Chroma Caps Review

 

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Noting too deep this time around, but I wanted to take a quick minute to review the new Chroma Caps replacement knobs I recently got for my Traktor S4 controller.  I had posted a couple pictures of it on Facebook and had a lot of people asking me about the new knobs.  I just assumed people know about these already.  🙂

So, as I recently talked about in an early blog post, I recently picked up another S4 controller from Native Instruments to use while DJing with Traktor.  Overall I’m pretty happy with the controller, but it always bugged me a little that they used black knobs on a  black background for the mixer and effects sections.  I looks cool in the daylight, but in a darker studio or on stage, it’s a little hard to see to be honest.  So, for awhile now I’ve been eyeing the Chroma Caps from DJTechTools.com as a way to make it easier to see the knobs on the controller in darker environments.

https://store.djtechtools.com/products/chroma-caps

As luck would have it, right before I was getting ready to the knobs, they released even more colors for both knobs types, and the fader caps.   So I was able to choose from 11 different tones when planning out how I wanted to layout the S4 based on my custom mapping.

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As mentioned, DJTechTools.com sells the replacements in three different styles:  a shorter and wider knob (the Fatty knob), a tall skinny one (the Super Knob) like you find on most controllers, and different fader caps.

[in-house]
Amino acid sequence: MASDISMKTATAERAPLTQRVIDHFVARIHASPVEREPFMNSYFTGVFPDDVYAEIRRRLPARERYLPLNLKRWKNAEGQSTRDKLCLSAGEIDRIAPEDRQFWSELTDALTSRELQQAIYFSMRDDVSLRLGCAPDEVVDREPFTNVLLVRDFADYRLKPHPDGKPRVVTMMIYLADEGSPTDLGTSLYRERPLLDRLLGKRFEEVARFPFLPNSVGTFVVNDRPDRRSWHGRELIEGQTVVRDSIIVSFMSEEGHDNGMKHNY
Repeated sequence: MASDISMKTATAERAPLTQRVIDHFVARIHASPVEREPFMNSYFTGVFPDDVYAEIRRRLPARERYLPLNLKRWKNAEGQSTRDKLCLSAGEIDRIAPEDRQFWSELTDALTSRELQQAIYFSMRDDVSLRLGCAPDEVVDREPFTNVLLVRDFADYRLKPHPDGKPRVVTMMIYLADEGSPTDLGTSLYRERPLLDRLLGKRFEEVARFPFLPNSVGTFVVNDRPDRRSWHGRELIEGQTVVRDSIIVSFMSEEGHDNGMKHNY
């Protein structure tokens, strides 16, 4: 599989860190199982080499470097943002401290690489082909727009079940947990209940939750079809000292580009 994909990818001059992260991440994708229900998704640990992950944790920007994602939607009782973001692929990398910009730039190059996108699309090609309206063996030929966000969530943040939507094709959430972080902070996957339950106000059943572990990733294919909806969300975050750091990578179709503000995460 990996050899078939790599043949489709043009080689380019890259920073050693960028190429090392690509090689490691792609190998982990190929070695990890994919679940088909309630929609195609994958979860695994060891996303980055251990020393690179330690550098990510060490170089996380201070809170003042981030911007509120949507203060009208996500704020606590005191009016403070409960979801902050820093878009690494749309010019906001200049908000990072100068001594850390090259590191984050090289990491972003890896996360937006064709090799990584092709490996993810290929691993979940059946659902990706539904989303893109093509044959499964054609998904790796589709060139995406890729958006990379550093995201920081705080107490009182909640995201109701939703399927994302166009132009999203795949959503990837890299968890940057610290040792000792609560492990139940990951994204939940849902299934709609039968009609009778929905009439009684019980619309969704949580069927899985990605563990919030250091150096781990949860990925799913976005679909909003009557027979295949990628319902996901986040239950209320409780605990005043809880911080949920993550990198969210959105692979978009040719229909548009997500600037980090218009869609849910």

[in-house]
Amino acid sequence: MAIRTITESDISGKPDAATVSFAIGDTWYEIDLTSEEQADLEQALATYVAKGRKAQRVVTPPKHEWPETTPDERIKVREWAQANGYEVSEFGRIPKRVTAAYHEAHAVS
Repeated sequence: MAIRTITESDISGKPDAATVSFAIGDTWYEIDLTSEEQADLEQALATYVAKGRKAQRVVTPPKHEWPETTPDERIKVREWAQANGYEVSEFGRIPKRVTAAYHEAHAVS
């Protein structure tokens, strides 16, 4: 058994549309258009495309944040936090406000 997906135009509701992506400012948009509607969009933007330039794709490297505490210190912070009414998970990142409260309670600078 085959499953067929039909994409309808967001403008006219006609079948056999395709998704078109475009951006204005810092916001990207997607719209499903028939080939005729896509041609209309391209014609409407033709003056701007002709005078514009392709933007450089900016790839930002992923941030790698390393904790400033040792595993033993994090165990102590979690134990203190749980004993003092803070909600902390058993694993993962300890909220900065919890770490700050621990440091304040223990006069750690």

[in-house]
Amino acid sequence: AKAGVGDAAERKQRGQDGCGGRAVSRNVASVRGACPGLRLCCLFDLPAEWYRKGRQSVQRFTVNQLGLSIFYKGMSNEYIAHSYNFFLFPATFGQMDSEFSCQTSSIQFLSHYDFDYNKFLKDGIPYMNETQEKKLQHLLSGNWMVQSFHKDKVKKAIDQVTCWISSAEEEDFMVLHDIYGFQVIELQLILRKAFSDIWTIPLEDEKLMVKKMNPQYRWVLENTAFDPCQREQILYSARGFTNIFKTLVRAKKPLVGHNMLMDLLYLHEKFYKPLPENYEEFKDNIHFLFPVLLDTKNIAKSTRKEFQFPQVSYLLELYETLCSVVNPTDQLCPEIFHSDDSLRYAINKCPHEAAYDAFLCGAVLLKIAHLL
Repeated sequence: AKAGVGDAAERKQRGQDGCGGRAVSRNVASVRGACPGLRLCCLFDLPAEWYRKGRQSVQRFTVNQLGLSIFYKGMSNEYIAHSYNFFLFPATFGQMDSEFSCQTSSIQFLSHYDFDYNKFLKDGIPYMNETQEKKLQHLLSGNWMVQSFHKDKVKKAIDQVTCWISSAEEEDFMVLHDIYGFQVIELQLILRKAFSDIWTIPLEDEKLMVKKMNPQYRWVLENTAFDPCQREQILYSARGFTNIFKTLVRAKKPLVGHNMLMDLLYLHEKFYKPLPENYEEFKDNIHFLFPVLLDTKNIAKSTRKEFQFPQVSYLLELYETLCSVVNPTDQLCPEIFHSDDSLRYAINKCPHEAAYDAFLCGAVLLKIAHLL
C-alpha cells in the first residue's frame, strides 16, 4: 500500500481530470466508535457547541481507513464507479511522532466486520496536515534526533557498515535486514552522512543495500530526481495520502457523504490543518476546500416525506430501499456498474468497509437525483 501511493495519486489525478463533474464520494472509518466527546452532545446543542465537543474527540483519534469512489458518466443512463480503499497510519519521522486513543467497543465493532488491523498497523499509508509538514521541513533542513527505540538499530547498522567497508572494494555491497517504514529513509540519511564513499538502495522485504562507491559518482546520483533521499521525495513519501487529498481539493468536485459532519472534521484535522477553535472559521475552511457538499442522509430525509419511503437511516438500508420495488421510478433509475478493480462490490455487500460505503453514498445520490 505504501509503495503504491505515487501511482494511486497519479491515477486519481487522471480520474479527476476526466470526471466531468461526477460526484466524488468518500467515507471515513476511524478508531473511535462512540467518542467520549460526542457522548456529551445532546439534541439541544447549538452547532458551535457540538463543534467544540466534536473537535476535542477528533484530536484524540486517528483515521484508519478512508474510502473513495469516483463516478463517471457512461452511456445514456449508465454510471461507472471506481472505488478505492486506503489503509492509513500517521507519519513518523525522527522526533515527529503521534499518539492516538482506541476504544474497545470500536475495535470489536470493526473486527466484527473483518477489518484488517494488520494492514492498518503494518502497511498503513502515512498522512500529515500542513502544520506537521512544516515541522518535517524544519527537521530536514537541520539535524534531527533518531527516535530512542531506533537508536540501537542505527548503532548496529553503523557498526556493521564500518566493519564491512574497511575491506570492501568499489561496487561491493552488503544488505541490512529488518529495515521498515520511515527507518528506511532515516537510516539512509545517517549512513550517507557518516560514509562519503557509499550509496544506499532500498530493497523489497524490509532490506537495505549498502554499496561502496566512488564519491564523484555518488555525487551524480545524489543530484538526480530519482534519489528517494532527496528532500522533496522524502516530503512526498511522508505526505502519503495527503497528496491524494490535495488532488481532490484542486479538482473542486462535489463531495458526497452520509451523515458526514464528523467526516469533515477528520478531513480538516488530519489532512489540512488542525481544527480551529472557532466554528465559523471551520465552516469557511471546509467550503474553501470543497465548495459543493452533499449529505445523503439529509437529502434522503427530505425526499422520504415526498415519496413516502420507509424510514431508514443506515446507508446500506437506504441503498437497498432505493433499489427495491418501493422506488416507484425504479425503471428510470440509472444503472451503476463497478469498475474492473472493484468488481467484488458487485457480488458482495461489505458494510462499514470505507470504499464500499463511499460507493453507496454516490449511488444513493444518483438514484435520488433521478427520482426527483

All of these are covered in the same soft rubber coating regardless of the color (except for the glow in the dark fader caps, no knobs in these yet though).   The rubber is a little softer than the stock S4 knobs, but extremely grippy.  I wouldn’t worry at all about these becoming slippery, even in the hottest and sweatiest environments!  Overall they feel like they are very well made, definitely a better controller than the stock knobs and fader caps.

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Putting the new knobs and fader caps on the S4 was a breeze, though getting some of the older ones off first required a bit more work.  Nothing a butter knife, some cardboard, and a bit of patience couldn’t fix though.  One word of caution, the knob shafts are made of plastic, so go slow and take your time when removing stubborn stock knobs.

I’d also like to take second to thank the staff at the DJ Tech Tools store as well.  I had made an error when I ordered my knobs the first time around, and they were quick to respond and eager to solve the situation as quickly and painlessly as possible.  Definitely some nice guys.

And I should point out that the knobs aren’t just for Native Instruments gear.  On the DJTT store, they have a list of all different controllers that are known to use the same size knob.  Head over there for the most up to date list if you’re curious if these knobs will work on something you own.

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EDIT:

Looks like the date for the DJ gig was pushed back one week, so it will be on February 6th now, starting at 6:00.  Join me as we celebrate the opening of the new Beer Authority in Seattle, which is the venue I’ve been running my Liquid Beats events at.  The new space is larger and better laid out for how popular this pub has become, so come on out for some great tunes and great beer.

6 Replies to “Chroma Caps Review”

  1. I saw a review video where someone points out these can actually be good for fader life on controllers. The build of them puts less resistance on the faders than plastic stock caps. Another good reason to get these. I am just waiting for mine to come in the mail

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